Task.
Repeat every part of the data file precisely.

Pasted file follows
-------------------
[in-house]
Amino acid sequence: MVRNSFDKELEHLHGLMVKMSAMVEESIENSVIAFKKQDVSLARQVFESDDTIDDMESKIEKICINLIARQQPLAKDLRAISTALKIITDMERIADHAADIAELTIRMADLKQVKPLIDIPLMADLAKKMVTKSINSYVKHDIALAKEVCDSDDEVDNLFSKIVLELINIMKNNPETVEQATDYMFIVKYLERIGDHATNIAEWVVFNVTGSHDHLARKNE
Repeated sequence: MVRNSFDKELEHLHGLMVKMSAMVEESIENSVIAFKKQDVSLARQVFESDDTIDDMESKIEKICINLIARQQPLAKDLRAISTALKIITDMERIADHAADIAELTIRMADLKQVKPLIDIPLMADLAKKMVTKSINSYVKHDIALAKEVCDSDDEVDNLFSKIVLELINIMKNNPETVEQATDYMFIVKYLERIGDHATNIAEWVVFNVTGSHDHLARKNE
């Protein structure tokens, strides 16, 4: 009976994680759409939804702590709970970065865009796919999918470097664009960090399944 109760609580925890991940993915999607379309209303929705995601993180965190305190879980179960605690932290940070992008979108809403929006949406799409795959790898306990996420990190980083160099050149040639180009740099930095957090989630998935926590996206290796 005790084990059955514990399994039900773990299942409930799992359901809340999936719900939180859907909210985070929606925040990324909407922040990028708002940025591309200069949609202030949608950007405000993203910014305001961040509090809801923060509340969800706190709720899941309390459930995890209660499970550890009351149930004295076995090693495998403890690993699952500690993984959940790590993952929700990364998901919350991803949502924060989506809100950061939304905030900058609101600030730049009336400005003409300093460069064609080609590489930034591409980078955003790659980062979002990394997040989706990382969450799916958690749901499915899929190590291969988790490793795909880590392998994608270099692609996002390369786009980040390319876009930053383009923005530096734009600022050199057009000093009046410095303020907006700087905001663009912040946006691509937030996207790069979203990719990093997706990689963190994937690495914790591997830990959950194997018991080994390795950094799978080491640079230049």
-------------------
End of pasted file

[in-house]
Amino acid sequence: MVRNSFDKELEHLHGLMVKMSAMVEESIENSVIAFKKQDVSLARQVFESDDTIDDMESKIEKICINLIARQQPLAKDLRAISTALKIITDMERIADHAADIAELTIRMADLKQVKPLIDIPLMADLAKKMVTKSINSYVKHDIALAKEVCDSDDEVDNLFSKIVLELINIMKNNPETVEQATDYMFIVKYLERIGDHATNIAEWVVFNVTGSHDHLARKNE
Repeated sequence: MVRNSFDKELEHLHGLMVKMSAMVEESIENSVIAFKKQDVSLARQVFESDDTIDDMESKIEKICINLIARQQPLAKDLRAISTALKIITDMERIADHAADIAELTIRMADLKQVKPLIDIPLMADLAKKMVTKSINSYVKHDIALAKEVCDSDDEVDNLFSKIVLELINIMKNNPETVEQATDYMFIVKYLERIGDHATNIAEWVVFNVTGSHDHLARKNE
């Protein structure tokens, strides 16, 4: 009976994680759409939804702590709970970065865009796919999918470097664009960090399944 109760609580925890991940993915999607379309209303929705995601993180965190305190879980179960605690932290940070992008979108809403929006949406799409795959790898306990996420990190980083160099050149040639180009740099930095957090989630998935926590996206290796 005790084990059955514990399994039900773990299942409930799992359901809340999936719900939180859907909210985070929606925040990324909407922040990028708002940025591309200069949609202030949608950007405000993203910014305001961040509090809801923060509340969800706190709720899941309390459930995890209660499970550890009351149930004295076995090693495998403890690993699952500690993984959940790590993952929700990364998901919350991803949502924060989506809100950061939304905030900058609101600030730049009336400005003409300093460069064609080609590489930034591409980078955003790659980062979002990394997040989706990382969450799916958690749901499915899929190590291969988790490793795909880590392998994608270099692609996002390369786009980040390319876009930053383009923005530096734009600022050199057009000093009046410095303020907006700087905001663009912040946006691509937030996207790069979203990719990093997706990689963190994937690495914790591997830990959950194997018991080994390795950094799978080491640079230049």